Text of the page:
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One of the early companies in the 1930s which started producing dry-cleaning machines at the industry level in Italy, Maestrelli, has evolved with the history of drycleaning industry. Clean India Journal e-chats with Giacomo Fontana, Sales Manager of Maestrelli, on the solvents that go into dry-cleaning.

Worldwide the drycleaning market is complex. On the one side, cleaning with water is developing and we can confidently today say that garments that we would not have washed with water 10 years ago, can now be washed now. On the other side, delicate garments (from silk to leather and suede) and new textiles with plastic or polyurethane inserts demand a higher professionalism and competence. Even today, these need to be dry-cleaned, maybe by using new alternative solvents.

So, which solvent to go for?

MTO (Mineral Turpentine Oil)

Very honestly, MTO not indeed an option. This solvent was used something like 40 years ago mainly in the US but it was banned from Europe many years ago. We have never produced machines using MTO.

It is a toxic and highly flammable solvent, extremely aggressive. There is a consistent risk of spoiling delicate garments when using it. Moreover, machines using this solvent usually cannot dry, so you have to unload garments soaked with MTO and load them into a dryer. It means you really breathe the solvent while moving the garments from one basket to the other…


Perc or Perchloroethylene has always been the “traditional” solvent that is being used during dry-cleaning.

Is that good or not?

It is surely very good when you have to wash away a stain of grease or oil. In general terms, being an aggressive chemical, it is always good for washing (very) dirty garments.

It is also true that some medical studies (back to approx. 30 years ago) made the supposition that there could be a kind of connection between breathing perchloroethylene and medical diseases like cancer… However, it has never been really proved.

Some European countries, have been discussing for many years now to ban this kind of solvent too, but Perc is still being used.

Latest machines are now equipped with several technical features to avoid exposure to solvents while breathing or through direct contact. Suction fans are being in-built that start automatically when opening the drum door to absorb any smell or smoke of the solvent…

Hydrocarbon and Silicon

The “new generation” solvents are less aggressive than perchloroethylene and that is good when you have to wash delicate and colourful garments. Washing silk, leather or suede with perchloroethylene can be quite risky. You could spoil them and plastic/polyurethane inserts very probably would melt down.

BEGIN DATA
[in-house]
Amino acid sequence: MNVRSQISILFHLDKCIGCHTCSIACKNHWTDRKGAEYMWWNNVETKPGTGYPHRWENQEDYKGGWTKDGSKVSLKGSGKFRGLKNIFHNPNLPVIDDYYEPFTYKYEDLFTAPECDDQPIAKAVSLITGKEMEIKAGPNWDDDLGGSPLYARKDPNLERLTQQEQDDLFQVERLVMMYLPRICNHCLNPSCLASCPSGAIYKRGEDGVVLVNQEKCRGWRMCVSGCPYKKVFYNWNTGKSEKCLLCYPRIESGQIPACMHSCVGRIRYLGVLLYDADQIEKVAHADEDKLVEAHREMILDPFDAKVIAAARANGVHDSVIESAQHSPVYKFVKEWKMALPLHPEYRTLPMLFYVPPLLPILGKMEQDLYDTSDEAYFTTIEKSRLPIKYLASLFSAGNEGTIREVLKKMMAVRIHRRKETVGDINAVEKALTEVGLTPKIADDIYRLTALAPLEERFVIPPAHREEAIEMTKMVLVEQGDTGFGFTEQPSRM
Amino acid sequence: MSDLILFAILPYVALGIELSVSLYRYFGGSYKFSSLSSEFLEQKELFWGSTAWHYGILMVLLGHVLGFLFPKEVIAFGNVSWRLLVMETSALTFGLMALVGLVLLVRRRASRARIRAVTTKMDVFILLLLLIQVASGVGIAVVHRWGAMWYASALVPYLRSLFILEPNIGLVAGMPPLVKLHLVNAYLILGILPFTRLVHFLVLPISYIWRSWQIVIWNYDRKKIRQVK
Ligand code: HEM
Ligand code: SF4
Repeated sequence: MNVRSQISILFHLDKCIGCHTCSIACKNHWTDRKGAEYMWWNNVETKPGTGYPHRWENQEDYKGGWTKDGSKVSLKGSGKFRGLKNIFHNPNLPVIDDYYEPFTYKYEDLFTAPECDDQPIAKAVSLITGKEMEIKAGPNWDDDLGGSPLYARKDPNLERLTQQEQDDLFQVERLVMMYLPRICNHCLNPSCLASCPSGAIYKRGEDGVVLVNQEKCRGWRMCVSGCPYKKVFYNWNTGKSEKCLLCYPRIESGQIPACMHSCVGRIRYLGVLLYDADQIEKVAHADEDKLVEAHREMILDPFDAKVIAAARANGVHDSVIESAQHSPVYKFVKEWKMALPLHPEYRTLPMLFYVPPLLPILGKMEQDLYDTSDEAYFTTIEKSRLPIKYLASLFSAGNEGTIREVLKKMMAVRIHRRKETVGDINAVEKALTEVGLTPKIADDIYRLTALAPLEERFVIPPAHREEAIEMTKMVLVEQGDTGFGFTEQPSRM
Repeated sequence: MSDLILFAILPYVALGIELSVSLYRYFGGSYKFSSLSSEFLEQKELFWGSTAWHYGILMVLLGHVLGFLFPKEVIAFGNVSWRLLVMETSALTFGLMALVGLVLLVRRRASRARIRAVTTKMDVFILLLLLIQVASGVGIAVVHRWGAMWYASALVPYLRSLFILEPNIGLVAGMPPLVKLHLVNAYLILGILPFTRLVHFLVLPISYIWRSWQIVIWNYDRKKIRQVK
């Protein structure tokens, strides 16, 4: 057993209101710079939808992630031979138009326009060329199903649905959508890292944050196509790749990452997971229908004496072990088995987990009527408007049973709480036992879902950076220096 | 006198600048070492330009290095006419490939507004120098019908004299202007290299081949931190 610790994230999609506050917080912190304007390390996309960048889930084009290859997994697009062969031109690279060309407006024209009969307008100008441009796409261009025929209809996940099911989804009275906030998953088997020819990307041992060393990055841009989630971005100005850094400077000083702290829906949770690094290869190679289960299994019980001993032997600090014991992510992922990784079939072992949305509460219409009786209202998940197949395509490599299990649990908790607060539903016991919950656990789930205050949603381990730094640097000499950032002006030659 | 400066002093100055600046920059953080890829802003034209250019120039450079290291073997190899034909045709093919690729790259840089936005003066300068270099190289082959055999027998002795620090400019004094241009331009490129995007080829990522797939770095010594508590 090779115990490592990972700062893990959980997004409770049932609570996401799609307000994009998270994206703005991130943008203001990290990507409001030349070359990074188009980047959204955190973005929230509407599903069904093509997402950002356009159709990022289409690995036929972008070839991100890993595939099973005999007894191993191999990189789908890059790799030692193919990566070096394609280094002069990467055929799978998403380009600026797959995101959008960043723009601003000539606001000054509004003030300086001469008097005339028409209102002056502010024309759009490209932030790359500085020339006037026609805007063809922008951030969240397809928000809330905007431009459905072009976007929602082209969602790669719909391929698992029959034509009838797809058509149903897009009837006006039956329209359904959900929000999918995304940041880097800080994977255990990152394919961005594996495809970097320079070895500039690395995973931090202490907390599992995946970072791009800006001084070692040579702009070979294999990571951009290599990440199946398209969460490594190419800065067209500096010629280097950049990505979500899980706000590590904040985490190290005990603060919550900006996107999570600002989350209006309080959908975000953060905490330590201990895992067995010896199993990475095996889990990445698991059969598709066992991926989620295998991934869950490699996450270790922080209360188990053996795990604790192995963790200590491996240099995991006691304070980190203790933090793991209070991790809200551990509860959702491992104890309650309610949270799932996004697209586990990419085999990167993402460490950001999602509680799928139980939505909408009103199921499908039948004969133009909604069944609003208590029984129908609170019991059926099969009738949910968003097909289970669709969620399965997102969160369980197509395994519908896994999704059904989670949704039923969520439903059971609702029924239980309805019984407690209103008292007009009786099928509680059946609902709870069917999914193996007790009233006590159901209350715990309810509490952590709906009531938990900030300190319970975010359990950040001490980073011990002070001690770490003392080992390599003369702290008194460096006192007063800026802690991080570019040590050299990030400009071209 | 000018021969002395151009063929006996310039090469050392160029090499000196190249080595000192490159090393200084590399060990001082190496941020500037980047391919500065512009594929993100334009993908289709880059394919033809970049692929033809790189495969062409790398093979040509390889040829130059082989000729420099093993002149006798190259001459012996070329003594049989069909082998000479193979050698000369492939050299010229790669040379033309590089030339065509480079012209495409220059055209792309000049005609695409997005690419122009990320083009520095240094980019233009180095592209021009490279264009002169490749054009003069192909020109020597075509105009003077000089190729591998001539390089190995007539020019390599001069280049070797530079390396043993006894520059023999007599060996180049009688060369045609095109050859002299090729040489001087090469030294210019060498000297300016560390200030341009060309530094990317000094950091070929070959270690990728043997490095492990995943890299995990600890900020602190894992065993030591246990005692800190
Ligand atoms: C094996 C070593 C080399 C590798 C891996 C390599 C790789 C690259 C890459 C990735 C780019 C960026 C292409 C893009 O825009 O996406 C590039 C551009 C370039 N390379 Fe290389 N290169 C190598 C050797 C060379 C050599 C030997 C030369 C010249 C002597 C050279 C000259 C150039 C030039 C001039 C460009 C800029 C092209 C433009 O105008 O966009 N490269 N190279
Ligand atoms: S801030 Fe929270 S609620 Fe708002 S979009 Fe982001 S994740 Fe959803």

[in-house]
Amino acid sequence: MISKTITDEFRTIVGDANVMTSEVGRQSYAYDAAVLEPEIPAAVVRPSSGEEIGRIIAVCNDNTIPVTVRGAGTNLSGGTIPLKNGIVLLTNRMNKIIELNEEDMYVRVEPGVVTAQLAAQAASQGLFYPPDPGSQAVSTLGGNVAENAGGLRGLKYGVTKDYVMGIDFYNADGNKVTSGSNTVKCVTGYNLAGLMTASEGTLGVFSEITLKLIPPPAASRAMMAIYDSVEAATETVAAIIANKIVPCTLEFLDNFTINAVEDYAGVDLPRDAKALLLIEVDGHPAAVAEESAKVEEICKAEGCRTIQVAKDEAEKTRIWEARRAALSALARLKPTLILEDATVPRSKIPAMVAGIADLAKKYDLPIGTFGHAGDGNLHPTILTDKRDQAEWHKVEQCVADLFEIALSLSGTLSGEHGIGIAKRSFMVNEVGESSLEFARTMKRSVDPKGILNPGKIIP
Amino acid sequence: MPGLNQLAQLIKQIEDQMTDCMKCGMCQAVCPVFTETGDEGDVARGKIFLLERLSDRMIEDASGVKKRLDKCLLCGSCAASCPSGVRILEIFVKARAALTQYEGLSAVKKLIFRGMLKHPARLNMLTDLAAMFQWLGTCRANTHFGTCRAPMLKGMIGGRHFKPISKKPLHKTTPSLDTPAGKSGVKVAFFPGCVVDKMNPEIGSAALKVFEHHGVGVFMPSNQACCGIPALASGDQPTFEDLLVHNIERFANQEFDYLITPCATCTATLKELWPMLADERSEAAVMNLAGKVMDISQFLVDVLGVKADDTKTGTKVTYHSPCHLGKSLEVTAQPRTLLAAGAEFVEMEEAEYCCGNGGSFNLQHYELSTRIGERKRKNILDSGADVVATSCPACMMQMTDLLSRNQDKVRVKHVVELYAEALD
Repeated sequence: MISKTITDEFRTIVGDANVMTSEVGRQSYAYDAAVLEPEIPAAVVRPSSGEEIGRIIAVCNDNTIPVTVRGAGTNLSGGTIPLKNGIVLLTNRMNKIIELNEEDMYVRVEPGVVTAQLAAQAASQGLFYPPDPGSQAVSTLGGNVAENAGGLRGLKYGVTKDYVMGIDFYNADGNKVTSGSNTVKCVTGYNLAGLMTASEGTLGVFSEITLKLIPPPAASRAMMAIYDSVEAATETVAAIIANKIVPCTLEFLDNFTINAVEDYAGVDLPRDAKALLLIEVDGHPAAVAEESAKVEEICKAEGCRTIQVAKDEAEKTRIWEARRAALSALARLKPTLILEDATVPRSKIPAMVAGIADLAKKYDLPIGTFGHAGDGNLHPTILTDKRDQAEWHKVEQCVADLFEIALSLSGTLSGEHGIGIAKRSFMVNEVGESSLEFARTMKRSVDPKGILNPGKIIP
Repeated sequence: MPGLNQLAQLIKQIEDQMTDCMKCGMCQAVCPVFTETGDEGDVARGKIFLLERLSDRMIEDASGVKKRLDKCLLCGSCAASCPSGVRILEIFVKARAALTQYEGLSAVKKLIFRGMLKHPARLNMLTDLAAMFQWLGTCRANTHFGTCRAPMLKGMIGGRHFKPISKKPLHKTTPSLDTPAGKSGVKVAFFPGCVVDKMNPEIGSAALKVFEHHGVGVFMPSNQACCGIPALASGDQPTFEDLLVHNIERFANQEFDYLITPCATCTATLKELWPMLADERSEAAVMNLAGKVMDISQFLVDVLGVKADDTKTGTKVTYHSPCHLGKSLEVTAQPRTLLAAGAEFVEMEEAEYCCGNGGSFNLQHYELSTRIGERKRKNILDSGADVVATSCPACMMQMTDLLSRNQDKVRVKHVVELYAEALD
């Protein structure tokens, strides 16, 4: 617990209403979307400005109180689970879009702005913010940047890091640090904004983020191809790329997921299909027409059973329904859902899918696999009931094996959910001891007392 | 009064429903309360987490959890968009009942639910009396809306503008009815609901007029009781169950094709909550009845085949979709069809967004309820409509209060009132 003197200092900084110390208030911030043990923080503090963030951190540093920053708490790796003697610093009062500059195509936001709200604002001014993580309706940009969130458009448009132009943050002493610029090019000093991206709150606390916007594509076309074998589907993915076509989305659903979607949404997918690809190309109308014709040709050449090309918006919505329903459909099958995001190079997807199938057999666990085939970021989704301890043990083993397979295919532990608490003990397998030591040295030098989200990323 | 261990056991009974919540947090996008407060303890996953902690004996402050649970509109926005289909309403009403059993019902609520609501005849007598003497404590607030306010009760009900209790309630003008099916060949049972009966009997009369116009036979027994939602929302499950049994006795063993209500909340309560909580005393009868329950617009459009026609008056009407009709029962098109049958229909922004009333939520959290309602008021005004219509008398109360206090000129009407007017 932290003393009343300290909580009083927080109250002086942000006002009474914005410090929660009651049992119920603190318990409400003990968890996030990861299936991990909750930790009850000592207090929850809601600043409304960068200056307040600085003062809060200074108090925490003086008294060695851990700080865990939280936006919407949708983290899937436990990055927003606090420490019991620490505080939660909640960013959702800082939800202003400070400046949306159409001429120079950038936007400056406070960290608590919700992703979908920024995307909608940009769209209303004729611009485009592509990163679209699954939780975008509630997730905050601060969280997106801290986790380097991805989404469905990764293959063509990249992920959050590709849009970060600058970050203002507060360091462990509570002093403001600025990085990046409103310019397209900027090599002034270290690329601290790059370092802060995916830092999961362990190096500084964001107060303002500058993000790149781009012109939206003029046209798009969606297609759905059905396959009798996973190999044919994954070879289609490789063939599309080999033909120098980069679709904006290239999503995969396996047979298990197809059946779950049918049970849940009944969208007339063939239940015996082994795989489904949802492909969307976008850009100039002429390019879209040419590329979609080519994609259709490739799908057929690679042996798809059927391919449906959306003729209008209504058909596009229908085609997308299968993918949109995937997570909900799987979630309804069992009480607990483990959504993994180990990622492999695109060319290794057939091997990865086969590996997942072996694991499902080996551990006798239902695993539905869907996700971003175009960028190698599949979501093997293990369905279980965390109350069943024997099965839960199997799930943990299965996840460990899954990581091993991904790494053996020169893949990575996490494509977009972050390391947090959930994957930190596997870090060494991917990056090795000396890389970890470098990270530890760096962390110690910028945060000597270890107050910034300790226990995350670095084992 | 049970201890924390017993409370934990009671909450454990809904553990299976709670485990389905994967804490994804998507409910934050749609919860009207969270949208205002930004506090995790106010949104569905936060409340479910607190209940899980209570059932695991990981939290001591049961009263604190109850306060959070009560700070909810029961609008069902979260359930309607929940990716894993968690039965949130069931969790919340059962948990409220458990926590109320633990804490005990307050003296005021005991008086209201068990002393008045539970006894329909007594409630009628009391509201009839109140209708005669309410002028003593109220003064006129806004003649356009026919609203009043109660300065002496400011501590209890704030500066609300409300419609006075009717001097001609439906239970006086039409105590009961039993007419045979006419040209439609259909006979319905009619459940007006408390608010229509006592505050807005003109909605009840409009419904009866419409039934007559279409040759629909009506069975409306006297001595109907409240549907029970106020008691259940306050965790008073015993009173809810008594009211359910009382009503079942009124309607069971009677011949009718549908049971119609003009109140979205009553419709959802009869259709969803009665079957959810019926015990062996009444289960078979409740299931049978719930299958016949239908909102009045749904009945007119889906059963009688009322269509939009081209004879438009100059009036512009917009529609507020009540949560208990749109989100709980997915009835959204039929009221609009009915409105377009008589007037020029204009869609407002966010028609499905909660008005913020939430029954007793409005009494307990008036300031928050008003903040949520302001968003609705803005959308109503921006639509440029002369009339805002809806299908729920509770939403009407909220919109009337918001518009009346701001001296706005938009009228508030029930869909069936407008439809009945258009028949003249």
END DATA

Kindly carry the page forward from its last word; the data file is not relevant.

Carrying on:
Moreover, the cleaning power of these solvents is stronger. In some cases it is now comparable to perchloroethylene (if not the same yet). The new trend of the market is for hydrocarbon solvents, not really because they are greener than perchloroethylene but because they can give you the chance to clean everything from a delicate and colourful sari to any kind of cloth.

Are these solvents flammable?

Yes, they are. But all these machines work always under vacuum and are equipped with several technical features that basically bring down to ZERO the risk of any possible explosion.

Machines using new solvents are available also without distillation; in such a case, solvent is kept cleaned by a doublefiltration system based on one nylon filter with powder and one cartridge filter with active carbons. Well, these machines can reduce a lot of running costs in terms of far lower consumptions of water and electricity/steam (if compared to machines with distillation). Under this perspective, these are green drycleaning machines.

As of today, Maestrelli range of perchloroethylene dry-cleaning machines includes model from 6kg up to 80kg loading capacity but, if interested, we can offer also models up to 150kg (in the “twin” version). Our drycleaning product line involves even a full range of machines using any kind of solvents right now available on the market and alternative to perchloroethylene; from hydrocarbon to silicon-based solvents (Rynex, D5, Green Earth, K4, Intense and Sensene just to mention the most popular ones available in the market today).


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